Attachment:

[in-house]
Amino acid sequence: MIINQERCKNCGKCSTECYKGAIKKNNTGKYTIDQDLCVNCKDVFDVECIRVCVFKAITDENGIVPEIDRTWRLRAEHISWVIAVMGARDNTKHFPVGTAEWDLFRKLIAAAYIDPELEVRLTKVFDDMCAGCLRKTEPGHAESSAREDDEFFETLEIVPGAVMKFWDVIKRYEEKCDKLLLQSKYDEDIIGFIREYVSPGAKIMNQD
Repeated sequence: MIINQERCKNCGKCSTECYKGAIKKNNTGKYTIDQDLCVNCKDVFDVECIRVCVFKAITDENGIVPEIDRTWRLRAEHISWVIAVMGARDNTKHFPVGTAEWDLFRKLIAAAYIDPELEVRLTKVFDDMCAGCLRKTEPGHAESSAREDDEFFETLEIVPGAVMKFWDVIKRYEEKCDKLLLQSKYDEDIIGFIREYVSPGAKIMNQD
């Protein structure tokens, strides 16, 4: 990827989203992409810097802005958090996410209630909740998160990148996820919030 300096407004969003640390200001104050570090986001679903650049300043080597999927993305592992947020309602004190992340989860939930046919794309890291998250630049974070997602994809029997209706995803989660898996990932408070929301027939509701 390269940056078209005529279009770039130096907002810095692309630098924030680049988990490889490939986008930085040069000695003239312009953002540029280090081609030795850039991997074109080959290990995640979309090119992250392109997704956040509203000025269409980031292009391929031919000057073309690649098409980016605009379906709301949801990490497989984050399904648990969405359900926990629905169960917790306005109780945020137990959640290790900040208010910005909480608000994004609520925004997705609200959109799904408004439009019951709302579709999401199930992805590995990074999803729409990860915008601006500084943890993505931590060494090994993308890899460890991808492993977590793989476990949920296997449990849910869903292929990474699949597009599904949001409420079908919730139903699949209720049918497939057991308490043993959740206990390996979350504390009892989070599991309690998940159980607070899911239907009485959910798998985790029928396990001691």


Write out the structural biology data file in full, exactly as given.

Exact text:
[in-house]
Amino acid sequence: MIINQERCKNCGKCSTECYKGAIKKNNTGKYTIDQDLCVNCKDVFDVECIRVCVFKAITDENGIVPEIDRTWRLRAEHISWVIAVMGARDNTKHFPVGTAEWDLFRKLIAAAYIDPELEVRLTKVFDDMCAGCLRKTEPGHAESSAREDDEFFETLEIVPGAVMKFWDVIKRYEEKCDKLLLQSKYDEDIIGFIREYVSPGAKIMNQD
Repeated sequence: MIINQERCKNCGKCSTECYKGAIKKNNTGKYTIDQDLCVNCKDVFDVECIRVCVFKAITDENGIVPEIDRTWRLRAEHISWVIAVMGARDNTKHFPVGTAEWDLFRKLIAAAYIDPELEVRLTKVFDDMCAGCLRKTEPGHAESSAREDDEFFETLEIVPGAVMKFWDVIKRYEEKCDKLLLQSKYDEDIIGFIREYVSPGAKIMNQD
């Protein structure tokens, strides 16, 4: 990827989203992409810097802005958090996410209630909740998160990148996820919030 300096407004969003640390200001104050570090986001679903650049300043080597999927993305592992947020309602004190992340989860939930046919794309890291998250630049974070997602994809029997209706995803989660898996990932408070929301027939509701 390269940056078209005529279009770039130096907002810095692309630098924030680049988990490889490939986008930085040069000695003239312009953002540029280090081609030795850039991997074109080959290990995640979309090119992250392109997704956040509203000025269409980031292009391929031919000057073309690649098409980016605009379906709301949801990490497989984050399904648990969405359900926990629905169960917790306005109780945020137990959640290790900040208010910005909480608000994004609520925004997705609200959109799904408004439009019951709302579709999401199930992805590995990074999803729409990860915008601006500084943890993505931590060494090994993308890899460890991808492993977590793989476990949920296997449990849910869903292929990474699949597009599904949001409420079908919730139903699949209720049918497939057991308490043993959740206990390996979350504390009892989070599991309690998940159980607070899911239907009485959910798998985790029928396990001691």